A Wanderer in the Sprit Lands, by Franchezzo (A. Farnese), , at sacred-texts.com
After this there came for me a time of happiness, a season of rest and refreshment upon which I shall not dwell; its memories are all too sacred to me, for those days were spent near to her I loved, and I had the happiness of knowing that she was conscious of much, though not all, I said to her, and I spent so much of my time on earth that I had none to explore the wonders of that Land of Dawn of which I had become an inhabitant.
And now a fresh surprise awaited me. In all my wanderings since my death I had never once seen any of my relatives nor the friends who had passed before me into the spirit land. But one day when I came as usual to see my beloved, I found her full of some mysterious message she had received, and which she was to give me herself. After a little she told me that it was from a spirit who had come to visit her, and who said he was my father and that he wished her to give his message to me. I was so overcome when she said this that I could scarcely speak--scarcely ask what his message was. I had so loved my father upon earth, for my mother had died when I was so young that she was but a faint tender memory to me. But my father! he had been everything to me. He had had such pride and joy in all my successes, such hopes for my future; and, then, when I had made shipwreck of my life, I knew that I had broken his heart. He did not long survive the crushing of all his hopes, and since his death I had only thought of him with pain and shame of heart. And now when I heard that from beyond the gates of Death he had come to my beloved and spoken to her of me, I feared lest his words might be but a lament over his buried hopes, his degraded son, and I cried out that I could not dare to meet him, yet I longed to hear what he had said, and to know if there was in it a word of forgiveness for me, his son, who had so deeply sinned.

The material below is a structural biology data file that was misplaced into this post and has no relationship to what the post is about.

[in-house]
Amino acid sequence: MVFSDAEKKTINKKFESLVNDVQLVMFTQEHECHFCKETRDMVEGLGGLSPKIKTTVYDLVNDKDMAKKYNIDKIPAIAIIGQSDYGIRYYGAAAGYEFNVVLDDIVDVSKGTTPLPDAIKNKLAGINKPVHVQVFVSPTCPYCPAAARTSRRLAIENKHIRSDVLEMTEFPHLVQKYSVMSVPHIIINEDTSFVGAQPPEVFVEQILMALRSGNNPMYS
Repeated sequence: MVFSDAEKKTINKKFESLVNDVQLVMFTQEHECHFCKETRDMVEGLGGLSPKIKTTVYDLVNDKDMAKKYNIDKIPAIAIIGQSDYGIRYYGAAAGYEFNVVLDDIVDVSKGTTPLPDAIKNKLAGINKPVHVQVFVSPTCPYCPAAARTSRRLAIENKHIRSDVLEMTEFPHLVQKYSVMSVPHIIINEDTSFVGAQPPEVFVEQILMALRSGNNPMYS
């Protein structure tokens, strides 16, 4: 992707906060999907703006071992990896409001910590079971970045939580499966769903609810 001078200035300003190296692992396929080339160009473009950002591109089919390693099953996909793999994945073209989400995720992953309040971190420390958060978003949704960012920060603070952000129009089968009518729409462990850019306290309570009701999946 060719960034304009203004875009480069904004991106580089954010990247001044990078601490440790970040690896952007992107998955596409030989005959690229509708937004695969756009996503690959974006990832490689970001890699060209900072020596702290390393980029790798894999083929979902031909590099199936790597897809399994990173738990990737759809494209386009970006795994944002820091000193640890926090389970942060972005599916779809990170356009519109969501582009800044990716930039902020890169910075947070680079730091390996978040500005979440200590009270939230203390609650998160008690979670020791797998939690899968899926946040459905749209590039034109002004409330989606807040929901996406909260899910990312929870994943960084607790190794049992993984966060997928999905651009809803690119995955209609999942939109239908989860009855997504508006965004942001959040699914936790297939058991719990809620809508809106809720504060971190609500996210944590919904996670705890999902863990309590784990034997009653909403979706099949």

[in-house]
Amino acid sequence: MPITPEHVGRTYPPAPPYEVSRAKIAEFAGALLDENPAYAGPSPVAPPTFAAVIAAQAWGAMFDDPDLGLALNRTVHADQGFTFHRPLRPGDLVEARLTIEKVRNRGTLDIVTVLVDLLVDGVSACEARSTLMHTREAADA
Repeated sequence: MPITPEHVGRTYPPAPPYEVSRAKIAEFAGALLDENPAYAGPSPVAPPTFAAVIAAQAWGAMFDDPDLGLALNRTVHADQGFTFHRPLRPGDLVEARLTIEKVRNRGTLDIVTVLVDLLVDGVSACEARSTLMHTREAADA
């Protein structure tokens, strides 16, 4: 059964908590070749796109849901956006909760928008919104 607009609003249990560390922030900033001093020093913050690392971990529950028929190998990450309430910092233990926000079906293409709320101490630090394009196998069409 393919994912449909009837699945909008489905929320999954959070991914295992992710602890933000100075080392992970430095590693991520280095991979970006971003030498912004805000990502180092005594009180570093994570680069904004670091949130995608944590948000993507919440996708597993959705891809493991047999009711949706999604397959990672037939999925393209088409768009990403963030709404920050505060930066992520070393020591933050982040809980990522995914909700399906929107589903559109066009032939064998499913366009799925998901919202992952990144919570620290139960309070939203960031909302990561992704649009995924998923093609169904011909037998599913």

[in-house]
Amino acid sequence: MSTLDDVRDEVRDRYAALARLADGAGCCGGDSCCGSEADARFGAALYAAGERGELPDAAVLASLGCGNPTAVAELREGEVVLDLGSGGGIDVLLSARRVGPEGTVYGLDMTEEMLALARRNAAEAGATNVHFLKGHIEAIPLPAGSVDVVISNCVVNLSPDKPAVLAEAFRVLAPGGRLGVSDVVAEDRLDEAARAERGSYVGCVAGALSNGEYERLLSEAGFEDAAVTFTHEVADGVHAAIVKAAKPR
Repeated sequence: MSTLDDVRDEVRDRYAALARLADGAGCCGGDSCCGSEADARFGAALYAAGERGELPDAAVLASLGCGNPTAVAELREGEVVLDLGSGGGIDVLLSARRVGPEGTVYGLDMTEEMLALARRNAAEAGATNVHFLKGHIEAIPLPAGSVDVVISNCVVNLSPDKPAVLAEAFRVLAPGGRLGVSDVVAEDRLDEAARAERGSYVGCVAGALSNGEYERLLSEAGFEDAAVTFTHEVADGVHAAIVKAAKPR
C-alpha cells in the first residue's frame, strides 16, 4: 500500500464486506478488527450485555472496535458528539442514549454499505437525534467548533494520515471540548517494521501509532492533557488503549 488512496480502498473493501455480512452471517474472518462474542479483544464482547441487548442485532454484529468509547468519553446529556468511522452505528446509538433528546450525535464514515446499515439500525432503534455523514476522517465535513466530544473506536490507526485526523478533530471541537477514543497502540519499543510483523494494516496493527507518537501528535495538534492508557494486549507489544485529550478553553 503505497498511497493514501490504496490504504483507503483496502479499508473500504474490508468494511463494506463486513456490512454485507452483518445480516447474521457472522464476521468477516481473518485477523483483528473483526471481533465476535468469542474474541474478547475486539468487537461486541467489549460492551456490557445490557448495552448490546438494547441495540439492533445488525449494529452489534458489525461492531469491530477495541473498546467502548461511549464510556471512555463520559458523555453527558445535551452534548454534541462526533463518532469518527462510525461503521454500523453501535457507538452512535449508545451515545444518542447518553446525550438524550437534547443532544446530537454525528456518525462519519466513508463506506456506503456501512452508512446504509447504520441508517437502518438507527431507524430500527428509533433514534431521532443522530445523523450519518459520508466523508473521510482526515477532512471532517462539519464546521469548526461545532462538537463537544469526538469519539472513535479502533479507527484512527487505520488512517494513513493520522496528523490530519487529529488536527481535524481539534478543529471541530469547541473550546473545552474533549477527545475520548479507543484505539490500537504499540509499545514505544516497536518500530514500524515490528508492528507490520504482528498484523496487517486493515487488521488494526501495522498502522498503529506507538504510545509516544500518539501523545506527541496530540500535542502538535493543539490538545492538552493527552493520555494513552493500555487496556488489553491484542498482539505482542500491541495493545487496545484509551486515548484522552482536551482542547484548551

How shall I tell what his words had been? How say what I felt to hear them? They fell upon my heart as dew upon a thirsty land, those words of his, and are far, far too precious to be given to the world, but surely the father in the parable must have welcomed back his prodigal son in some such words as these! Ah! how I cried out to my beloved when I heard those words, and how I longed to see that father again and be taken once more to his heart as when I was a boy! And as I turned away I beheld his spirit standing by us, just as I had seen him last in life, only with a glory of the spirit world upon him such as no mortal eyes have ever seen. My father--so long parted from me, and to meet again thus! We had no words to greet each other with but "My father" and "My son," but we clasped each other to the heart in a joy that required no words.
When our feelings had calmed down again we began to speak of many things, and not least of her whose love had led me so far upon my upward path, and then I learned that this beloved father had helped, watched over, and protected us both; that he had followed me during all my wanderings both on earth and in the spirit land, and had protected and comforted me in my struggles. Unseen himself he had yet been near, and unceasing in his efforts and his love. All this time when I had so shrunk from the thought of meeting him he had been there, only waiting an opportunity to make himself known, and he had come at last through her who had so much of my love, in order that he might thereby link us all three more closely together in the joy of this reunion.